With the White House in their shadow, black students from across the country gathered yesterday to demand that the government make education its highest priority and that it be vigilant in exposing and condemning racism.

It was a serious, spirited six-hour rally that began outside the U.S. Department of Education, proceeded down Pennsylvania Avenue and culminated with dozens of speakers and musical performances in Lafayette Square.

About 1,000 people, most of them students, participated in the event, which was the start of a weeklong series of seminars and protests to address racism, drugs, cuts in financial aid to minorities at U.S. universities, and other campus issues.

"Something is wrong with America's heart," David Miller, a student leader at North Carolina A&T State University, told the crowd to start the rally. His remarks set the tone for what fast became hours of angry speeches against the government.

Students and activists often denounced U.S. political leaders, chiefly President Bush, saying they have shown scant interest in fighting racism, giving economic muscle to poor neighborhoods or helping black students who seek but can't afford college educations.

"It's about time we decided to start taking control of our future," said Chris Scott, a junior studying chemistry at Georgia State University in Atlanta. "The country needs to concentrate so much more on education. They're spending billions saving the S & Ls, billions building prisons all over. We wouldn't need to build so many prisons if schools were better."

Many students said they felt there was little equity in the United States for blacks and argued that racism is alive and growing. Last year's student riots in Virginia Beach, many said, first provoked their alarm over race relations.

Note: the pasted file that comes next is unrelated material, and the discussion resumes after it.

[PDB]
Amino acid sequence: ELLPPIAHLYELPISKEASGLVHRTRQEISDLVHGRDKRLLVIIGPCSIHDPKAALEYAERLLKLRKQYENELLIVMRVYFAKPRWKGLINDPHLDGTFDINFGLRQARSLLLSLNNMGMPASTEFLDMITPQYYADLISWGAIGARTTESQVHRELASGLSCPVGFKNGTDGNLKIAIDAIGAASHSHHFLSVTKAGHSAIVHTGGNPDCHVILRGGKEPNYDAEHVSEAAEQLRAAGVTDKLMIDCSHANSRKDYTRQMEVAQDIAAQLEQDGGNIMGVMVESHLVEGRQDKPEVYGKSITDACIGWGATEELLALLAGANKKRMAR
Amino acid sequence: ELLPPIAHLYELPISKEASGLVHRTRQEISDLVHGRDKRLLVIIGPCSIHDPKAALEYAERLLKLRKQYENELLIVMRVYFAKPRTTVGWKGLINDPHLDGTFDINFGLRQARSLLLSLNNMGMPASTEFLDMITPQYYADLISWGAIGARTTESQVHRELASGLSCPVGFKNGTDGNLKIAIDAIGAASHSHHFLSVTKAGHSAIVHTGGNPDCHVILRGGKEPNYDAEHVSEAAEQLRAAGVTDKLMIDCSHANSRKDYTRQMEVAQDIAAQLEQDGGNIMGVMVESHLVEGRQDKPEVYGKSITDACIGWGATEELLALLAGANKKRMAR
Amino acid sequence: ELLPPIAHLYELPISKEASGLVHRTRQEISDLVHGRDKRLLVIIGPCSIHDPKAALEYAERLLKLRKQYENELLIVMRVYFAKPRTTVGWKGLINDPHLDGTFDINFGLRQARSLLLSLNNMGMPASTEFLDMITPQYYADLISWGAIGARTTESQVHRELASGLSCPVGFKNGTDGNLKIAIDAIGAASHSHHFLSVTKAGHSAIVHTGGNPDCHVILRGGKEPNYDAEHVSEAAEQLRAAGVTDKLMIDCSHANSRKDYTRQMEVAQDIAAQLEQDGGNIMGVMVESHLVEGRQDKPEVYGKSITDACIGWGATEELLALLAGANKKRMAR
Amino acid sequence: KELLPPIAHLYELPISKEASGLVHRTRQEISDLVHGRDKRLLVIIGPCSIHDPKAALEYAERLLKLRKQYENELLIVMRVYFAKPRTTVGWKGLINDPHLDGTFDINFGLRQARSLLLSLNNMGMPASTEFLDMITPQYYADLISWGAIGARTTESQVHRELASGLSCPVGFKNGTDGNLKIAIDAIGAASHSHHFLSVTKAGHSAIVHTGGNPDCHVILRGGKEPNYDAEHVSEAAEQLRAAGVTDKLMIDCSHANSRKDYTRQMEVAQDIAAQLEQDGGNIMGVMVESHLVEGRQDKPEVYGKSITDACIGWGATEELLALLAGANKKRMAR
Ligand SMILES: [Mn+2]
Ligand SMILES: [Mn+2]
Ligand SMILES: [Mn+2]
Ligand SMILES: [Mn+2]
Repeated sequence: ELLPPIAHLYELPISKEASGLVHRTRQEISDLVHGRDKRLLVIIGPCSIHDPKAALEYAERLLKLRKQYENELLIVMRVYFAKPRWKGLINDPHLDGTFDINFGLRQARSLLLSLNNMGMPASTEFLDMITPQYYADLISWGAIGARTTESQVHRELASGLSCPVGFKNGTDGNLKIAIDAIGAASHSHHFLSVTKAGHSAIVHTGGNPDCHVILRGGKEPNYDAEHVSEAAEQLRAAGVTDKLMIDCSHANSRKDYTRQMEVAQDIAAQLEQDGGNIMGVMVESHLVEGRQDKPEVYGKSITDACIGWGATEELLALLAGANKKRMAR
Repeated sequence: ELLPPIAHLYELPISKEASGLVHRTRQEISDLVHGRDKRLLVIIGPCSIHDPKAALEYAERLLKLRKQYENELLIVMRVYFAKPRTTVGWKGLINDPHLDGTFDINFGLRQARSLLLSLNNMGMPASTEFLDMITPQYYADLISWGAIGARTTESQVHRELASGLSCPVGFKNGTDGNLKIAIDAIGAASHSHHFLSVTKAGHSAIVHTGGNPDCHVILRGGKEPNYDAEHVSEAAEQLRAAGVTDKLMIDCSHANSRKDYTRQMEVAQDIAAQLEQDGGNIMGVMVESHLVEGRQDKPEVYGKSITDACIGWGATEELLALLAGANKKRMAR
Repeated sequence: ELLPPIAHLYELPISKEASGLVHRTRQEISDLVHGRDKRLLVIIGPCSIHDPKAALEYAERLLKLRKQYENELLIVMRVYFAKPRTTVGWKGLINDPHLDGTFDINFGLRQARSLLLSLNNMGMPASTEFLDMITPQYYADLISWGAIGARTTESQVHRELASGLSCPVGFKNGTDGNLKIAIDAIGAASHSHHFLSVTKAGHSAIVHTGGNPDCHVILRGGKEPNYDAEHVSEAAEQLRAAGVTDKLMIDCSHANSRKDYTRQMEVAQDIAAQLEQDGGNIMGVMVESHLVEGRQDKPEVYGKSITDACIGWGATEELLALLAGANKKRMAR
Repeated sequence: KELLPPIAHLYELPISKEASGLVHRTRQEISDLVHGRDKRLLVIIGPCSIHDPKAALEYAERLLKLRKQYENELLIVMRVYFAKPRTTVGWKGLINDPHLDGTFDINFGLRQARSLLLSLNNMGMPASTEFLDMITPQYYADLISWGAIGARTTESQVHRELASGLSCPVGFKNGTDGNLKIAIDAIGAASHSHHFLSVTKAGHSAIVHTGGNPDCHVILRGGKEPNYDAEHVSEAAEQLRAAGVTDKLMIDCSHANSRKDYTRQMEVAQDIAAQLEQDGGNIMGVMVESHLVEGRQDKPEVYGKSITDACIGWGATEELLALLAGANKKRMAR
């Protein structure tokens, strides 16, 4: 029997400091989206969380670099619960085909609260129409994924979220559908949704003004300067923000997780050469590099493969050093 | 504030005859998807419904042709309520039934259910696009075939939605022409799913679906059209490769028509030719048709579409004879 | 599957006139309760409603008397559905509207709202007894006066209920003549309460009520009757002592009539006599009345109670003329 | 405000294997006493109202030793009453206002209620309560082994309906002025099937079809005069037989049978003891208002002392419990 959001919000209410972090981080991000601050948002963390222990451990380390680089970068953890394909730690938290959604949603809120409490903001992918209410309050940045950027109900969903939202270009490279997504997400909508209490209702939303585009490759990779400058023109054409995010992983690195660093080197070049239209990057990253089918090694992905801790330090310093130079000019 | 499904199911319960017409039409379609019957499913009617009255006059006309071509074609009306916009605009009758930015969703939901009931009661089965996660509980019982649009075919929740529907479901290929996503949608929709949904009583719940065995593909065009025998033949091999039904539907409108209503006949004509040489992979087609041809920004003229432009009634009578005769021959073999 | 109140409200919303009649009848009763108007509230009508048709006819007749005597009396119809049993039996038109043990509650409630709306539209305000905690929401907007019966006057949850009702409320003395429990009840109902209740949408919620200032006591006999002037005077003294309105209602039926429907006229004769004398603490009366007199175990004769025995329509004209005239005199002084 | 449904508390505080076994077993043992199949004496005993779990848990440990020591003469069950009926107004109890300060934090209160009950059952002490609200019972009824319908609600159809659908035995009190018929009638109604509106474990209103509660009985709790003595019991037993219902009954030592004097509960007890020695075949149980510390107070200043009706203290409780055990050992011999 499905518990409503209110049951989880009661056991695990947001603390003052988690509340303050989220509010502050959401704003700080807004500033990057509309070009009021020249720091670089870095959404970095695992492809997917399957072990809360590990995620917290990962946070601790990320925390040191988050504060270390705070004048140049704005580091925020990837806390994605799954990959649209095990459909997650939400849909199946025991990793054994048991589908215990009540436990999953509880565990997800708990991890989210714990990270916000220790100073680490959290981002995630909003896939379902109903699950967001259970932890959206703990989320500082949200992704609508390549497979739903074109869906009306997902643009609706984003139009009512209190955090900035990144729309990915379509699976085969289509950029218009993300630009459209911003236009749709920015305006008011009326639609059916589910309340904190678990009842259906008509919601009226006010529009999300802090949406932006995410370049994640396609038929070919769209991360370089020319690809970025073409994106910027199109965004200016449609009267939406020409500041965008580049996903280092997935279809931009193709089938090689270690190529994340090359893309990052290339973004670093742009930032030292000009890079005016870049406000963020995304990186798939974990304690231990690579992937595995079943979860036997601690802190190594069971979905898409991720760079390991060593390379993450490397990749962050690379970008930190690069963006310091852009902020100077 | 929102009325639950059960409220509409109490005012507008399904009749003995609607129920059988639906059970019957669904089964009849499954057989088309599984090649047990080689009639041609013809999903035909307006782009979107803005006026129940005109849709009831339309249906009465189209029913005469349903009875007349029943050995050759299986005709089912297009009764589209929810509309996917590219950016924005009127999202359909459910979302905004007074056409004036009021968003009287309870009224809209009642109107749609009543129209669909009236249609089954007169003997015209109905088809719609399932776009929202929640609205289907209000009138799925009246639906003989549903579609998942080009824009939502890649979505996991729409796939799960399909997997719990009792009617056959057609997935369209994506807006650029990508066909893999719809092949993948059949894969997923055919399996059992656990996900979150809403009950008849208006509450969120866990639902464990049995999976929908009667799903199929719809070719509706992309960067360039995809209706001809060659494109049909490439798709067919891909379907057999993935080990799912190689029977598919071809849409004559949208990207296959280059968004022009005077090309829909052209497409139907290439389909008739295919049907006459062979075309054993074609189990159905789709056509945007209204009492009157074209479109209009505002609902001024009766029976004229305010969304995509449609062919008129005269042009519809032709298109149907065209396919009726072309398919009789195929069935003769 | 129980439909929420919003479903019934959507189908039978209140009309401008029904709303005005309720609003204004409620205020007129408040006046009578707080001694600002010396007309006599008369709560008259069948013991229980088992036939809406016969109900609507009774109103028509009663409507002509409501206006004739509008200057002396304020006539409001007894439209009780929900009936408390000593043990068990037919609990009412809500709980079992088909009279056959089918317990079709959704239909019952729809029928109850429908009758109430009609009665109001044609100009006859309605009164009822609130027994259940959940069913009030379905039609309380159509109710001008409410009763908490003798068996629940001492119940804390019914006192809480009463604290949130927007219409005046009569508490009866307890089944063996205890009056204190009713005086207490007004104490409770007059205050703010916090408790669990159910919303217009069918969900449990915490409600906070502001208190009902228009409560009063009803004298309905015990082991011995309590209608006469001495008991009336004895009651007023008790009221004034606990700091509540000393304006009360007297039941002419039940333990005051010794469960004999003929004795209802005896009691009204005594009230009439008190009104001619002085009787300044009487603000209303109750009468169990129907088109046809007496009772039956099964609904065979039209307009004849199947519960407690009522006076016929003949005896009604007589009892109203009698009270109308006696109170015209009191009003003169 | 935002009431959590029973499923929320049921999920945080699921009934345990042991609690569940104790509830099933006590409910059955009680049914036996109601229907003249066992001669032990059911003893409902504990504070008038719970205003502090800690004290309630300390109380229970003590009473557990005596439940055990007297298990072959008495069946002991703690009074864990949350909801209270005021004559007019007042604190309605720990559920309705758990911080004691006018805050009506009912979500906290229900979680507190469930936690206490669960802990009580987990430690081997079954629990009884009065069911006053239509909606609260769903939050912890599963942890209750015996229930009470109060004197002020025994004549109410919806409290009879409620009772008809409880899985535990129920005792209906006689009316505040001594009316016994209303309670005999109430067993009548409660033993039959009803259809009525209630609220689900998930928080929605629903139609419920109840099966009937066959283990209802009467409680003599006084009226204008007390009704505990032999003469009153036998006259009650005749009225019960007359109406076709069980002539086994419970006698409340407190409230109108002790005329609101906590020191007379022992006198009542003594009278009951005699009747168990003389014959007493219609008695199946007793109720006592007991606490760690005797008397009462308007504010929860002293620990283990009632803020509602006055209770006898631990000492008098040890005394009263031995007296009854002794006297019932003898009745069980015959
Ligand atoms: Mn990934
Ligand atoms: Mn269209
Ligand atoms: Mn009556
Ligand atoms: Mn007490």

"That woke us up," said Miller. "This is our chance to stand up. It's only the beginning."

Among the speakers were U.S. Reps. Ronald V. Dellums (D-Calif.) and John Lewis (D-Ga.), Jesse L. Jackson, former Black Panther Bobby Seale, representatives of the Nation of Islam, students who led protests at Howard University last year, and members of the rap group Public Enemy. One of them, Harry Allen, described black life in America as a "400-year mugging."

Yesterday's rally came amid signs that race relations on many college campuses have deteriorated. The event also reflected what many educators say is a reemergence of black cultural awareness.

Many in the crowd were clad in the black, green and red colors of the black power movement. Others wore shirts that paid tribute to Malcolm X and Nelson Mandela or bore slogans such as "Most of My Heroes Don't Appear on Stamps," "It's a Black Thing," and "Fight The Power."

Rally organizers had expected about 5,000 students but said they were not disappointed with the much lower turnout.

"We're satisfied," said Ural Hill, chairman of the Collegiate Black Caucus. "What's important is what people are saying. This is a group with commitment and courage."

One of the most riveting moments of the day came when Seale recounted how he had fought for black empowerment. He spoke of Huey Newton, another Black Panther, who was slain last year. Then he pledged to assist the students in strategy, with "bail money," and even "when you need some guns."